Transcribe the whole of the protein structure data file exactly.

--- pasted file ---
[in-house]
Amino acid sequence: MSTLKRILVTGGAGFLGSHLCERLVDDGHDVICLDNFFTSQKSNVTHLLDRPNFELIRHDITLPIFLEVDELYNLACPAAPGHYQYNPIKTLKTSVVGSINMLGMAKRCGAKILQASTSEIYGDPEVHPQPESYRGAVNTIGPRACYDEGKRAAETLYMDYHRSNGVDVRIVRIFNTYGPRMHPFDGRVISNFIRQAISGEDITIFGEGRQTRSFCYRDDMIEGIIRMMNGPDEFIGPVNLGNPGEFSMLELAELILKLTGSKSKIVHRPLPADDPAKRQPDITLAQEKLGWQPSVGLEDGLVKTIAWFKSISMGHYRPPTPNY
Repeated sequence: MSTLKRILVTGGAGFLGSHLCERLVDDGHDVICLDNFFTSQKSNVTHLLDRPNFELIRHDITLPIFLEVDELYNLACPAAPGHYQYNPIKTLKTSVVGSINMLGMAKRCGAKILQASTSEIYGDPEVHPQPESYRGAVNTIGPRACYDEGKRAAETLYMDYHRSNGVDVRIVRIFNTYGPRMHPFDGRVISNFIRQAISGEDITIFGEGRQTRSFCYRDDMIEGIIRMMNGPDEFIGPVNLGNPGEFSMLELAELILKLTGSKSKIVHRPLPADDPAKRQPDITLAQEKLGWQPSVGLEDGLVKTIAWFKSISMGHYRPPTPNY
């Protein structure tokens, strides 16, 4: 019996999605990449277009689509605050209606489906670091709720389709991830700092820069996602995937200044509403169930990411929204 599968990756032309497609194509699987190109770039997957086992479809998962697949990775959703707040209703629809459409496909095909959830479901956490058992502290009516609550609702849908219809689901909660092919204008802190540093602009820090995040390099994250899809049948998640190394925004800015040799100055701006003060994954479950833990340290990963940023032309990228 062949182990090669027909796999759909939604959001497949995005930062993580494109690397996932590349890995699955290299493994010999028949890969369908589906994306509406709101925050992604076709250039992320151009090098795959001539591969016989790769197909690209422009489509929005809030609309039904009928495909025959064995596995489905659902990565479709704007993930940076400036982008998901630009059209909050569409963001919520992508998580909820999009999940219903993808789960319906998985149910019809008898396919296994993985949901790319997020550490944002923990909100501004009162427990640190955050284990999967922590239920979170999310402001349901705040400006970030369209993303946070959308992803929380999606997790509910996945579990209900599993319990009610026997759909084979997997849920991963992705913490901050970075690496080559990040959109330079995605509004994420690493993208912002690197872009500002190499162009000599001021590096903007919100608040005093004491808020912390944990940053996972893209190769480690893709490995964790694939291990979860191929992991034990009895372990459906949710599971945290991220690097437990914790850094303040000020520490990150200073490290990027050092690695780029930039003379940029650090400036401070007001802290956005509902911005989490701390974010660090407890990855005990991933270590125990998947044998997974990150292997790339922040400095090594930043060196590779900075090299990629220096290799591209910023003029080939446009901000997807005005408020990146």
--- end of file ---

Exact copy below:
[in-house]
Amino acid sequence: MSTLKRILVTGGAGFLGSHLCERLVDDGHDVICLDNFFTSQKSNVTHLLDRPNFELIRHDITLPIFLEVDELYNLACPAAPGHYQYNPIKTLKTSVVGSINMLGMAKRCGAKILQASTSEIYGDPEVHPQPESYRGAVNTIGPRACYDEGKRAAETLYMDYHRSNGVDVRIVRIFNTYGPRMHPFDGRVISNFIRQAISGEDITIFGEGRQTRSFCYRDDMIEGIIRMMNGPDEFIGPVNLGNPGEFSMLELAELILKLTGSKSKIVHRPLPADDPAKRQPDITLAQEKLGWQPSVGLEDGLVKTIAWFKSISMGHYRPPTPNY
Repeated sequence: MSTLKRILVTGGAGFLGSHLCERLVDDGHDVICLDNFFTSQKSNVTHLLDRPNFELIRHDITLPIFLEVDELYNLACPAAPGHYQYNPIKTLKTSVVGSINMLGMAKRCGAKILQASTSEIYGDPEVHPQPESYRGAVNTIGPRACYDEGKRAAETLYMDYHRSNGVDVRIVRIFNTYGPRMHPFDGRVISNFIRQAISGEDITIFGEGRQTRSFCYRDDMIEGIIRMMNGPDEFIGPVNLGNPGEFSMLELAELILKLTGSKSKIVHRPLPADDPAKRQPDITLAQEKLGWQPSVGLEDGLVKTIAWFKSISMGHYRPPTPNY
């Protein structure tokens, strides 16, 4: 019996999605990449277009689509605050209606489906670091709720389709991830700092820069996602995937200044509403169930990411929204 599968990756032309497609194509699987190109770039997957086992479809998962697949990775959703707040209703629809459409496909095909959830479901956490058992502290009516609550609702849908219809689901909660092919204008802190540093602009820090995040390099994250899809049948998640190394925004800015040799100055701006003060994954479950833990340290990963940023032309990228 062949182990090669027909796999759909939604959001497949995005930062993580494109690397996932590349890995699955290299493994010999028949890969369908589906994306509406709101925050992604076709250039992320151009090098795959001539591969016989790769197909690209422009489509929005809030609309039904009928495909025959064995596995489905659902990565479709704007993930940076400036982008998901630009059209909050569409963001919520992508998580909820999009999940219903993808789960319906998985149910019809008898396919296994993985949901790319997020550490944002923990909100501004009162427990640190955050284990999967922590239920979170999310402001349901705040400006970030369209993303946070959308992803929380999606997790509910996945579990209900599993319990009610026997759909084979997997849920991963992705913490901050970075690496080559990040959109330079995605509004994420690493993208912002690197872009500002190499162009000599001021590096903007919100608040005093004491808020912390944990940053996972893209190769480690893709490995964790694939291990979860191929992991034990009895372990459906949710599971945290991220690097437990914790850094303040000020520490990150200073490290990027050092690695780029930039003379940029650090400036401070007001802290956005509902911005989490701390974010660090407890990855005990991933270590125990998947044998997974990150292997790339922040400095090594930043060196590779900075090299990629220096290799591209910023003029080939446009901000997807005005408020990146």